Texas Rep. Blake Farenthold announced on Tuesday that the subcommittee of the House Oversight Committee that he chairs will look into a New York Post report that claimed that Census employees were tweaking jobs data. This is an object lesson in getting things done on Capitol Hill with expediency: moving from anecdote to reported malfeasance to planned congressional hearings in 12 hours.
As we noted on Monday, there are legitimate questions to be raised about the Post report. To what extent is the fictional outreach of Census employee Julius Buckmon committed part of the system? Did his supervisors encourage him to make up data as part of the agency's collection process used to evaluate jobs numbers? Why didn't the Census Bureau investigate the reports when they first emerged?
Two things about the report seem certain. The first is that Buckmon's reported fabrications probably didn't effect the bottom-line employment numbers very much. In order to generate the monthly percentage of unemployed, the government calls 60,000 households. Manufacturing, say, 500 fake responses in one direction or the other could theoretically have moved the bottom-line number by 0.8 percent, a significant amount. But if it was a more manageable 60? That shifts the number 0.1 percent. And that relies on all 60 of the calls providing the same information. If you had 120 fake interviews showing people got jobs to 100 that didn't, the effect is tiny — 0.03 percent. Buckmon says he wasn't told to fabricate the data one way or the other.
Unbelievable jobs numbers..these Chicago guys will do anything..can't debate so change numbers— Jack Welch (@jack_welch) October 5, 2012
The second thing that's clear is that Buckmon's actions are not why the unemployment figure dropped 0.3 percent last September. Buckmon's fraud ended at the latest with his departure in 2011 and, as we noted on Monday, the Post's John Crudele — who also writes "I’ve been suspicious of the Census Bureau for a long time" — has only an anonymous source who claims that it is ongoing. The September 2012 numbers, you'll recall, were questioned by former GE CEO Jack Welch on Twitter, inspiring a ferocious debate over whether or not the Obama administration was cooking the books. But there's no indication that the system Buckmon describes was in place and motivated to boost Obama's chances — especially since the number went back up shortly before Election Day.
Which brings us back to Blake Farenthold. The Post story served as an adrenaline shot to the heart of a moribund conspiracy theory — one that the media was happy to embrace. "The House Oversight Committee is vowing to thoroughly investigate a report that unemployment data was falsified months before the 2012 presidential election," The Hill reports — the "months" at hand being about 24. The Guardian teases its story with "employee Julius Buckmon was caught faking results to make unemployment rate appear lower," which is inaccurate. The Daily Mail builds an indictment: "There has been a history of Census Bureau employees inflating the numbers," "New revelations allege that could have happened in September 2012," "Said to have helped President Obama get re-elected." It's a good enough story without blowing on the coals.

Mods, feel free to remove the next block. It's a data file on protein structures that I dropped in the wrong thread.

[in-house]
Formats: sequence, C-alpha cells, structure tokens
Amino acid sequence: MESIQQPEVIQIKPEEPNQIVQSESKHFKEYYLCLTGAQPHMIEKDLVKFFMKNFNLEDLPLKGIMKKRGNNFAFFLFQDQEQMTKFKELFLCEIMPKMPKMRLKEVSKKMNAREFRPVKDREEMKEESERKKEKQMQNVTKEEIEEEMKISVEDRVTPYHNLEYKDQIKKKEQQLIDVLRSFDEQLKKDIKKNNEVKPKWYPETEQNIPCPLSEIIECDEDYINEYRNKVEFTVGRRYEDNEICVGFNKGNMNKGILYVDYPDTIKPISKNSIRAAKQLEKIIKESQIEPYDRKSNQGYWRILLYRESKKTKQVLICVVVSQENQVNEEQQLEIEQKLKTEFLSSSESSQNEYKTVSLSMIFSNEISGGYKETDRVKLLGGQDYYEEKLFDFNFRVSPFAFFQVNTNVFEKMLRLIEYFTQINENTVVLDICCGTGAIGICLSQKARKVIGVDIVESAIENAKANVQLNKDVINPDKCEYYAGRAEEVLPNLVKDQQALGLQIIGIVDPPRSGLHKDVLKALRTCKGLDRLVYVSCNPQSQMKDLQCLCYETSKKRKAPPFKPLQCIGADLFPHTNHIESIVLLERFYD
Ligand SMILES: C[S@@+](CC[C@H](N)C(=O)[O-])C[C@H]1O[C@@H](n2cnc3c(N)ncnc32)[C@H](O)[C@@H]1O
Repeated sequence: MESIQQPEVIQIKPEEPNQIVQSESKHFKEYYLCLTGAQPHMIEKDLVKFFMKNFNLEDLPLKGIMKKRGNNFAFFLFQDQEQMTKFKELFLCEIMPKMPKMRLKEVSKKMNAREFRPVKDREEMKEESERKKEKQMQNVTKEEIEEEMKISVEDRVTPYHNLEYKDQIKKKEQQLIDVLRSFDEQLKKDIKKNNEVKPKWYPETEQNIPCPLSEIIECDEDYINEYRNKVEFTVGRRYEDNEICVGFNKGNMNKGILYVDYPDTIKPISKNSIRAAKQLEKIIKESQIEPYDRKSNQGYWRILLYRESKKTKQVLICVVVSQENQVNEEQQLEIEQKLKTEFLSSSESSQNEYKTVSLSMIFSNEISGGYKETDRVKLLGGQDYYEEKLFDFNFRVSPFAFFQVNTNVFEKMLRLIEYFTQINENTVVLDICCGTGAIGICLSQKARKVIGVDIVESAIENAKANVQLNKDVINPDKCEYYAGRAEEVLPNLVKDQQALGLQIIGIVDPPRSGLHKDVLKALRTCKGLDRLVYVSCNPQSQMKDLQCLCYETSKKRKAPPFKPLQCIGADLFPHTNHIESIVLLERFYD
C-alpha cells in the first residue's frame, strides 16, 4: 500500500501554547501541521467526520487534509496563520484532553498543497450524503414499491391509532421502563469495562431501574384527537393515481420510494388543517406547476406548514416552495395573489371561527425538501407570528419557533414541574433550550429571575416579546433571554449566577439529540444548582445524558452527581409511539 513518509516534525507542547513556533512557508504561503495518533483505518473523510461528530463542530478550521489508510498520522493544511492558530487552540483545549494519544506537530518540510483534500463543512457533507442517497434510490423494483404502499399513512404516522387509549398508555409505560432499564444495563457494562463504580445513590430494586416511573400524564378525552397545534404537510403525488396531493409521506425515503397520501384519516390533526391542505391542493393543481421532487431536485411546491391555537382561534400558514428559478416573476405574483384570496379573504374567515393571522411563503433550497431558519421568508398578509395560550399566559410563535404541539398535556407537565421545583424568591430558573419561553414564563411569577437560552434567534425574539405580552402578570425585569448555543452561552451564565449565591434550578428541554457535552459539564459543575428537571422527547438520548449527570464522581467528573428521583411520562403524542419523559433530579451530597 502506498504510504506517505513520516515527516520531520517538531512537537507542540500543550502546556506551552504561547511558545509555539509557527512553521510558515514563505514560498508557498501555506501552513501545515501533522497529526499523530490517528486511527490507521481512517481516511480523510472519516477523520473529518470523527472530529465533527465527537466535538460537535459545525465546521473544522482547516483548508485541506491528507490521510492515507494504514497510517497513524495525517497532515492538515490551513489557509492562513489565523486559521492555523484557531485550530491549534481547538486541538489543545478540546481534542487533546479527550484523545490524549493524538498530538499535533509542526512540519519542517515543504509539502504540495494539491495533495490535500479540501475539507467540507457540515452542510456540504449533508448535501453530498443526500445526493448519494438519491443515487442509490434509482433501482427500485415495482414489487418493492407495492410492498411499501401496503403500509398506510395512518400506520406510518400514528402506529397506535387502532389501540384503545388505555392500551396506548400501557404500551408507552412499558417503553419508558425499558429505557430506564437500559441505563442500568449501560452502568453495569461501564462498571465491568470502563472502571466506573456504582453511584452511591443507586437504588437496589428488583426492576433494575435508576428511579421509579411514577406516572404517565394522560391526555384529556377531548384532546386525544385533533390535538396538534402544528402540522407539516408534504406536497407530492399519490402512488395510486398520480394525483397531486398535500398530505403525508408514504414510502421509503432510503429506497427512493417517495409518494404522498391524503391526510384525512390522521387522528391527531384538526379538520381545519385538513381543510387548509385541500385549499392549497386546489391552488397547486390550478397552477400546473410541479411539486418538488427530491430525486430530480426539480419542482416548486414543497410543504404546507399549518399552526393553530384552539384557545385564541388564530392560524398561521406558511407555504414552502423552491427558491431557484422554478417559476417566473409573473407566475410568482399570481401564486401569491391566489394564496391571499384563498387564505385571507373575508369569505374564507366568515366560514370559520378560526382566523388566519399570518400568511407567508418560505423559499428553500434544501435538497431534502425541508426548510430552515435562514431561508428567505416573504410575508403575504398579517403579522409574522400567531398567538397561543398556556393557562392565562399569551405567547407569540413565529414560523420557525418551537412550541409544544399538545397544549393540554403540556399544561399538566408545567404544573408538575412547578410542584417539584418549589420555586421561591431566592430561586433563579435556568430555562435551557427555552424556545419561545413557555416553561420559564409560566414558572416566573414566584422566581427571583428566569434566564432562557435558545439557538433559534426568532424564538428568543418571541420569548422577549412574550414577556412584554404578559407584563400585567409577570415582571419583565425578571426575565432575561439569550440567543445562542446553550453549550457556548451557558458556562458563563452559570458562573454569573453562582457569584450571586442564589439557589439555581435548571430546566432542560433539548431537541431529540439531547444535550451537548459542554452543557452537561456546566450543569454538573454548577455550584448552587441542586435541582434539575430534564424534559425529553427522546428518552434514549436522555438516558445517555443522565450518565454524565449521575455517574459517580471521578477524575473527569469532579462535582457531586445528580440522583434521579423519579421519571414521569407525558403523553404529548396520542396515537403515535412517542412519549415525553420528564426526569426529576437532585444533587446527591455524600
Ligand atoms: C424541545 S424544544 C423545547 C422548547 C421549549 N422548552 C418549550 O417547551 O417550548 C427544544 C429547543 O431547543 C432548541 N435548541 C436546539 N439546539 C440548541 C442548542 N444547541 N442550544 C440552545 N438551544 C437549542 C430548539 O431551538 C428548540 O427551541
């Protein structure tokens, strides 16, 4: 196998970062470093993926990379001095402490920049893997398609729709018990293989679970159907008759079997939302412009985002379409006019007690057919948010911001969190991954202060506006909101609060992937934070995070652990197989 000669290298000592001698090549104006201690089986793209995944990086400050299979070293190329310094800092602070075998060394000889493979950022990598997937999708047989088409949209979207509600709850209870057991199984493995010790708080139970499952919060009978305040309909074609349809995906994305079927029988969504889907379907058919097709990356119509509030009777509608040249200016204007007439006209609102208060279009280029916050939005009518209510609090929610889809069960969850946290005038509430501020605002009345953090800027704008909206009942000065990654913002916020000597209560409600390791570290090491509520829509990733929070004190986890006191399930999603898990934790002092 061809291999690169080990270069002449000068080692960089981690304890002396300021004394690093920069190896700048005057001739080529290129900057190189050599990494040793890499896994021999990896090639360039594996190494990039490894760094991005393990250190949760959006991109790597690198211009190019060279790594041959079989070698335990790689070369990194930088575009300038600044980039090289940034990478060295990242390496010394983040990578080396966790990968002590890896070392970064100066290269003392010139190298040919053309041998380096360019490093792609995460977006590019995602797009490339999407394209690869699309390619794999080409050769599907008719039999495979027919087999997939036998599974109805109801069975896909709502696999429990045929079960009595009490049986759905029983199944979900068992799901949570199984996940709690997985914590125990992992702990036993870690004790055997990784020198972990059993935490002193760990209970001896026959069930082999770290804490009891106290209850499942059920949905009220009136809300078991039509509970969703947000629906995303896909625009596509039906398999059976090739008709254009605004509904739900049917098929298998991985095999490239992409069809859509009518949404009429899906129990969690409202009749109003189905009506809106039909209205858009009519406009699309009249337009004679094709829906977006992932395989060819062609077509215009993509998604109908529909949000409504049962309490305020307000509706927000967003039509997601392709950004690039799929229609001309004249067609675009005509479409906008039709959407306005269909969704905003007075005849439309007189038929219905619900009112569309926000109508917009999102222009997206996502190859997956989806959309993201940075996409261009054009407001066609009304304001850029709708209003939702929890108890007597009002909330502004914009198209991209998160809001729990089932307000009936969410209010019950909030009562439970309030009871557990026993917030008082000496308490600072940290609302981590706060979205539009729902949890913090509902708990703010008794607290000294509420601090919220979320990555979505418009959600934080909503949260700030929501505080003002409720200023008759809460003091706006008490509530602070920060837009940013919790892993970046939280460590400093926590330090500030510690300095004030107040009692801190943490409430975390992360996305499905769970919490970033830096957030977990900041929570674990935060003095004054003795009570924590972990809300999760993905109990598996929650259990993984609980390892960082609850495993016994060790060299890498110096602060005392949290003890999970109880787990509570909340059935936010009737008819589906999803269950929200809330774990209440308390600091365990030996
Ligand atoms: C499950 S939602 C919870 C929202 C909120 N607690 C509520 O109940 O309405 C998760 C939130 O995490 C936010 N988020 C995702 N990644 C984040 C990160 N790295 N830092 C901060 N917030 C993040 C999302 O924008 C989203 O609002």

So, from the media's HTML to Farenthold's ear. The Hill:
Rep. Blake Farenthold (R-Texas) told The Hill Tuesday that the Oversight panel plans to probe the findings, which he called “extremely serious.”
“The allegation that data gathered by the Census Bureau is being manipulated for any reason is extremely serious. The Oversight Committee has jurisdiction over the Census Bureau and will be thoroughly investigating these claims,” he said in a statement.
This isn't a surprise. Oversight's M.O. Of late has been to seize upon and dissect each of the alleged scandals in the Obama administration: the IRS categorizations of the Tea Party, Healthcare.gov, the NSA surveillance. Oversight committee chairman Rep. Darrell Issa has been particularly adamant about the IRS issues, calling witness after witness and trickling pejorative information to the press as he sees fit. After months of investigation, the scandal appears less significant than it did at first, not more.
This Census malfeasance fits nicely into that pattern: bad behavior supporting a long-standing conspiracy theory is reported and quickly becomes a priority for the United States Congress. An investigation is warranted. But whether or not it will conclude if no evidence of widespread problems are found is another question entirely.
Correction: We've updated the date on which Buckmon was fired from 2010 to 2011.